In the Saddleridge Fire Haze, San Fernando Valley Survivors Find Solace in Tzu Chi

National Headquarters  |  November 14, 2019

Translated by Diana Chang
Edited by Natasha Palance 

The Saddleridge Fire that ravaged the San Fernando Valley spread rapidly, burning nearly nearly 8,800 acres this past month. After mandatory evacuation orders in the San Fernando Valley were lifted, many were still unable to return home due to the unhealthy air conditions. In the face of hazardous smog and challenges in obtaining aid, survivors find solace in Tzu Chi relief from personal door-to-door visits, in sharing their stories, and temporary living accommodations in the personal home of one Tzu Chi volunteer. 

After hearing news of the wildfire’s ignition on Thursday, October 10th, Tzu Chi Northridge volunteers promptly mobilized door-to-door visits in impacted areas to help evacuated residents. Tzu Chi Northridge volunteers Jean and John Hsu led a team to visit family members of volunteers throughout the day. With a compassionate heart, Jean invited five evacuated households to temporarily stay at her home, including survivor and Tzu Chi Volunteer Fuh Meei Joy and her family.

Tzu Chi volunteers unite to support Saddleridge Fire survivors in the San Fernando Valley

The fire’s danger zone was frighteningly close to Fuh Meei Joy’s home on the morning of October 11th; she recalled seeing a field of blazing fire from the window that night. When she heard the police sirens and police cars outside at 2 a.m., the wind was fiercely howling and Fuh Meei was confused in the chaos. After discovering the evacuation alert, Fuh Meei woke up her husband and child to quickly escape.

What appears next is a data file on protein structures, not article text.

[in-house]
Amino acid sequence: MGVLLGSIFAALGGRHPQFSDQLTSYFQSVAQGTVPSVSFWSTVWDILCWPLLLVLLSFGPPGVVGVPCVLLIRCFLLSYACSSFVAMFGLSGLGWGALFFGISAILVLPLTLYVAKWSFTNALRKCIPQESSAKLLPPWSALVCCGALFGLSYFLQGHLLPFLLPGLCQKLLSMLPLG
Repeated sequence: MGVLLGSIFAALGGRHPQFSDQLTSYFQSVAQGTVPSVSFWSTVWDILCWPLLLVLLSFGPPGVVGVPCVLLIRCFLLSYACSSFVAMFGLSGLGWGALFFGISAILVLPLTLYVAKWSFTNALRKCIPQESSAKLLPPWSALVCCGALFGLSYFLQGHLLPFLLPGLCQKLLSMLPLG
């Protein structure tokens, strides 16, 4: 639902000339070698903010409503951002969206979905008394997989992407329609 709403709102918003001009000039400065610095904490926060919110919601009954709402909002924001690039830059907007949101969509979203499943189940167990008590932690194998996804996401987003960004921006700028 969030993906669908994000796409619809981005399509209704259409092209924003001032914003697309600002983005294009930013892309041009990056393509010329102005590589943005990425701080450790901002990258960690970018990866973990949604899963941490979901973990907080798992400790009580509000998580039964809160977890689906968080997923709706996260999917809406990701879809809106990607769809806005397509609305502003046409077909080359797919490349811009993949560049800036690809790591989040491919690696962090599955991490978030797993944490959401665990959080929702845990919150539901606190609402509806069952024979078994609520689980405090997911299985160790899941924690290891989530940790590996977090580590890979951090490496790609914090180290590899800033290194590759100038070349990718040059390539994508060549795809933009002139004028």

Unable to return home, Fuh Meei and her family went to Jean Hsu’s home on the afternoon of the 11th. Jean described it as a “family reunion, making the house full of laughter and sweeping away negative energy from the fire.” Fuh Meei looks back on her experience to share insight into the importance of emergency preparedness:

From the time of packing things into the luggage until placing the luggage at the door, it took us about an hour. But, I only packed my clothes, passports, etc. Usually in an emergency, authorities will ask residents to leave within 30 minutes. The best thing to do is to get things packed in advance, then add any other things you still need with the allotted 30 minutes.

Fuh Meei Joy, Survivor and Tzu Chi volunteer

At Capacity Shelters and Low-Income Challenges

Jean’s home is currently being renovated to serve as a home for Tzu Chi volunteers, and to host Tzu Chi events including tea parties and Bodhisattvas recruitments. There are currently four rooms available in the house – just right for temporary accommodation for three evacuated families. If you or a loved one has been displaced by the California wildfires, visit our Resource Recovery Center for more information.

Curtis Hsing, Head of Tzu Chi USA Disaster Relief, visited the Sylmar Recreation Center to advance Tzu Chi’s efficiency in support of the local resident evacuation process, as well as the Incident Command Post to better understand the communication process during emergency disaster relief aid within the country.

At an American Red Cross shelter at the Sylmar Recreation Center, the team interviewed Elisabeth, a survivor from the Hope Gardens community. On the night of the fire, a flame ignited close to the home community around the 5 Freeway. Residents of Hope Gardens were urgently informed to evacuate. For many Californians, including Elisabeth, wildfire threats like these are a common occurrence, and assuring disaster aid each time becomes an increasing challenge.